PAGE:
Upon this the society itself subscribed the fees requisite for a diploma (X250), which was obtained by Fourcroy ie 1780; but as the degree of " docteur regent" was unanimously refused, it was impossible for him to procure any professorship under the faculty. However, in 1784 his reputation as a chemist gained for him, although Berthollet was his fellow candidate, the lectureship of chemistry at the college of the Jardin du Roi, which had become vacant by the death of Macquer, one of the last of the phlogistic school. This post he continued to hold for the next 25 years; and so great were the crowds which his eloquence attracted that it was twice necessary to enlarge his lecture-theatre. Fourcroy was one of the first converts to the theories of Lavoisier, which he designated " La Chimie Francaise," a name which, as Thomson remarks (History of Chemistry, ii. p. 130), " certainly contributed more than anything else to give the new notions currency, at least in France." Together with Berthollet, Fourcroy was associated with Lavoisier and Guyton de Morveau in 1786 and 1787 in the preparation of a work entitled jfithode de Aromenclature Cleimique, published in the latter year. In 1785 a memoir on the tendons, subsequently completed in six parts, gained for him admission into the French Academy of Sciences. He became in 1792 one of the deputies of the National Convention, and in 1793 a member of the Assembly, and soon proved himself one of the most active of the committee for the public instruction. To him was due the enlargement of the Jardin des Plantes, and the formation of a commission for the preservation of works of art. He further was the means of releasing from imprisonment Desault, surgeon of the Hotel-Dieu, and of preventing the execution of Darcet, though, unfortunately for science, he found no opportunity of rescuing Lavoisier. On the 9th of Thermidor he was appointed a member of the committee for the public safety, and in this capacity he instituted three schools of medicine, assisted in the organization of the Ecole Polytechnique (at that time the Ecole des Travaux Publiques), and was concerned also in the establishment of the Ecole Normale, the Institut, and the Muse° d'Histoire Naturelle. After the revolution of the 9th November 1799 ho was made a councillor of state; and, being appointed director-general of instruction, he in the course of 5 years superintended the formation of 12 schools of law, over 30 lyceums, afterwards called royal colleges, and 300 elementary schools. His incessant labours at length told on his health, and he suffered greatly from palpitation of the heart. On the 16th December 1809, the very day on which by letters patent he had been created a count of the French empire, with a yearly pension of 20,000 francs, he was signing some despatches when he suddenly exclaimed " Je suis mort," and with those words expired.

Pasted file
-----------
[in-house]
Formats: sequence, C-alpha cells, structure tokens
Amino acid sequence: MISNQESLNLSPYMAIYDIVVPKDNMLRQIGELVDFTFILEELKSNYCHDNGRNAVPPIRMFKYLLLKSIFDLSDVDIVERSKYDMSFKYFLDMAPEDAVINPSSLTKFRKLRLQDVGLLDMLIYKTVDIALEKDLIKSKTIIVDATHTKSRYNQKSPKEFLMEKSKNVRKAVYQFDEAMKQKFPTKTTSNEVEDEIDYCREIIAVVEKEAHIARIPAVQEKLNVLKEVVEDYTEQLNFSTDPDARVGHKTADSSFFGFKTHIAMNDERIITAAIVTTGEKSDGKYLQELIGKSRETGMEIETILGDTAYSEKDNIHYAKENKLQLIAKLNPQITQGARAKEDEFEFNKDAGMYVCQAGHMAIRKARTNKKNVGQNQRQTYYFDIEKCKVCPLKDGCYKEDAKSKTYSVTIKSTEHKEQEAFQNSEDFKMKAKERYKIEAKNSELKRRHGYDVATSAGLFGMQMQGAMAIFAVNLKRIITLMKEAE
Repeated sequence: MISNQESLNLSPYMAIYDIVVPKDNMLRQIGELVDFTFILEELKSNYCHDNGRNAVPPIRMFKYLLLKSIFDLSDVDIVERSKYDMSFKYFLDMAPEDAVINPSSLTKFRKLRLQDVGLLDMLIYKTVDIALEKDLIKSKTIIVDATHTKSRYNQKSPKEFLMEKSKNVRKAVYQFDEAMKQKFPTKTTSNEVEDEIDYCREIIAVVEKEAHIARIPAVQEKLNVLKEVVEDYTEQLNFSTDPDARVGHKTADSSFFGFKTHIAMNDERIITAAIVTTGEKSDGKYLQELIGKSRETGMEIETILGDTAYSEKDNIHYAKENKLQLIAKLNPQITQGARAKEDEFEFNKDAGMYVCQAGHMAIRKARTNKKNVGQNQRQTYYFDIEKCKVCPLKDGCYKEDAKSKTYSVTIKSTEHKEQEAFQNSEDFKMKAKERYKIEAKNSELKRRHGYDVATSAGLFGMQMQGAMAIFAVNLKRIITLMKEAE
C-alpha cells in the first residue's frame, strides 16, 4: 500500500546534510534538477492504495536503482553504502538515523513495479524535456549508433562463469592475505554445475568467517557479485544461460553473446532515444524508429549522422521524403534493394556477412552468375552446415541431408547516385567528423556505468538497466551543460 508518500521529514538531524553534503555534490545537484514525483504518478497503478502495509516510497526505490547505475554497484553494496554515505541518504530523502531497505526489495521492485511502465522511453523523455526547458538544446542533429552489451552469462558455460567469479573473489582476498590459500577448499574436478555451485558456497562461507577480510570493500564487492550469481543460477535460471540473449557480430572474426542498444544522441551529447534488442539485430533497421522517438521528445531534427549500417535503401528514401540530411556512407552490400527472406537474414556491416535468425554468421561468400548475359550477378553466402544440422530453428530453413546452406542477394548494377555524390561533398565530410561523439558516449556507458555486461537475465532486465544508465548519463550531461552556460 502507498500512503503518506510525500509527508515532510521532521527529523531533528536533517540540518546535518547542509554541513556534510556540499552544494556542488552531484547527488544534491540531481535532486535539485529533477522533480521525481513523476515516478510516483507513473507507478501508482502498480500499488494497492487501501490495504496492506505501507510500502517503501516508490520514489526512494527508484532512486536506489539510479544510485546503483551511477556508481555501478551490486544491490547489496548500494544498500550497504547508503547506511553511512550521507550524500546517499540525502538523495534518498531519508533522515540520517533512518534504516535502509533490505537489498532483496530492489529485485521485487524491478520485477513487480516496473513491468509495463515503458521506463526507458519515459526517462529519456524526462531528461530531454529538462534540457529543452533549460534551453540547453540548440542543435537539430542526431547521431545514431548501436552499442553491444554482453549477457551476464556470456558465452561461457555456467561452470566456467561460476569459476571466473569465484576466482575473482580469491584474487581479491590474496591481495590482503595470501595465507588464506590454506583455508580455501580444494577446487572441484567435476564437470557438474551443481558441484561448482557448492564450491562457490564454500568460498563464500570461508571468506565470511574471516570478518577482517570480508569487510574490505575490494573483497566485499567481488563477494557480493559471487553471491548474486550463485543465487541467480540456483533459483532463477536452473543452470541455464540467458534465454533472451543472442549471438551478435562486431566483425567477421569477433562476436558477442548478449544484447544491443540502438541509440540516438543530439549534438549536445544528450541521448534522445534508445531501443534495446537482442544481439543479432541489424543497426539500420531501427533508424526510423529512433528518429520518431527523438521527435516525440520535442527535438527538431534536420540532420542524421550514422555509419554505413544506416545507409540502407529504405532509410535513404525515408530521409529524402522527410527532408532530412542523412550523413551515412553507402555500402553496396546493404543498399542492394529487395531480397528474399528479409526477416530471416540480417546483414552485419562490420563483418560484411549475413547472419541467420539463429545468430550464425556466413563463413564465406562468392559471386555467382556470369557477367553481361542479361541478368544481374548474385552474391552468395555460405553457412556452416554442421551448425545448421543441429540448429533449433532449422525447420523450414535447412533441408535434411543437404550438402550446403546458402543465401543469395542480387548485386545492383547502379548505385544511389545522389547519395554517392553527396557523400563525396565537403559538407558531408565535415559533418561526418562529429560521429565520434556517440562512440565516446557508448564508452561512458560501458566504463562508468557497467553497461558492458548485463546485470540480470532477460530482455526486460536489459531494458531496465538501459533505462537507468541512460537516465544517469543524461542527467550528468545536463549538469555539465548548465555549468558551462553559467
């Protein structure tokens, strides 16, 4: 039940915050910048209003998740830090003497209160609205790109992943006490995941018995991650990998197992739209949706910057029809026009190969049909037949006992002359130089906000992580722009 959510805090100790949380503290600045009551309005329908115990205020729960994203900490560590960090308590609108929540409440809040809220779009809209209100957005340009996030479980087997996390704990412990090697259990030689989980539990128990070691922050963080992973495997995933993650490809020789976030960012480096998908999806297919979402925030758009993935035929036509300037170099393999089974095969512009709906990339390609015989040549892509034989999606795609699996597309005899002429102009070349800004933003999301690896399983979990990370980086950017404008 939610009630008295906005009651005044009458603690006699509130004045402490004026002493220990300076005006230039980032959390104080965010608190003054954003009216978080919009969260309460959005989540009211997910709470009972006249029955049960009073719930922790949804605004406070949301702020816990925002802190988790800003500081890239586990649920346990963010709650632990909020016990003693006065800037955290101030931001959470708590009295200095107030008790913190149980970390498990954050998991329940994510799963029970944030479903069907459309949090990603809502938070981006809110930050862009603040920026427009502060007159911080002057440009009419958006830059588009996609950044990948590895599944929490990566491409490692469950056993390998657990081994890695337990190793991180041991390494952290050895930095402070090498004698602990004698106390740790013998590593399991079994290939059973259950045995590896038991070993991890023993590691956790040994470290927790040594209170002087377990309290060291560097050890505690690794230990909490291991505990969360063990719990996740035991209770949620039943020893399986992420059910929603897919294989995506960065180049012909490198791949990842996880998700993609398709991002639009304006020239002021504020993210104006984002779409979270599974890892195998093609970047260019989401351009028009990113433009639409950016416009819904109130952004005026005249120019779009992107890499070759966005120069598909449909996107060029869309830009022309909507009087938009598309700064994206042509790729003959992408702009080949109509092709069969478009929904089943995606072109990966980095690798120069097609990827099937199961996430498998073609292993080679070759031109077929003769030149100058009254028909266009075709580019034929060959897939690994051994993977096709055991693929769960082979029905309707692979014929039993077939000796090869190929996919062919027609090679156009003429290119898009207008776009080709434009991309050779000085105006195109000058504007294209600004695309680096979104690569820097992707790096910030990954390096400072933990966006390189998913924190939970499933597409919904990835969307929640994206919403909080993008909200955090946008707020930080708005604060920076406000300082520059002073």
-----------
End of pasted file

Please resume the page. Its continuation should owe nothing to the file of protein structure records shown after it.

Among the separate publications of Fourcroy are Lecons elementaires d'Histoire naturelle, et de Chimic, 2 vols. 8vo, 1782, enlarged, after several editions, to 10 vols. 8vo, with the title Systeme des Connaissanees chimiques, 6 vols. 4to, 1801-2 ; Memoires et Observations de Chimie, 8vo, 1784; L'Art de connattre et d'employer les Medicamens dans les Maladies, 2 vols. 8vo, 1785 ; Essai sur le Phlogistique et les Acides, 8vo, 788, from the English of Kirwan, with notes by De Morveau and De Fourcroy ; Philosophic Chimique, Ott Verites fondamentales de la Chimie modern, 8vo, 1795, perhaps his best work, of which several editions and translations appeared ; Notice sur to Vie et les Travaux de Lavoisier, 8vo, 1796; Tableaux synoptiques de Chimie, 4to, 1800; Discours stir I' Instruction pub8vo, 1802. He was the author of more than 160 papers on chemical subjects, contributed to the Memoires of the Academy and the Institute, the Annales de Chimie, and the Annles de Music d Ilistoire Naturelle, and was editor of Le Afedecin Eclaire. The more important of his later researches were published jointly in his own namo and that of Vanquelin, whom he befriended, and was the means of first bringing into notice.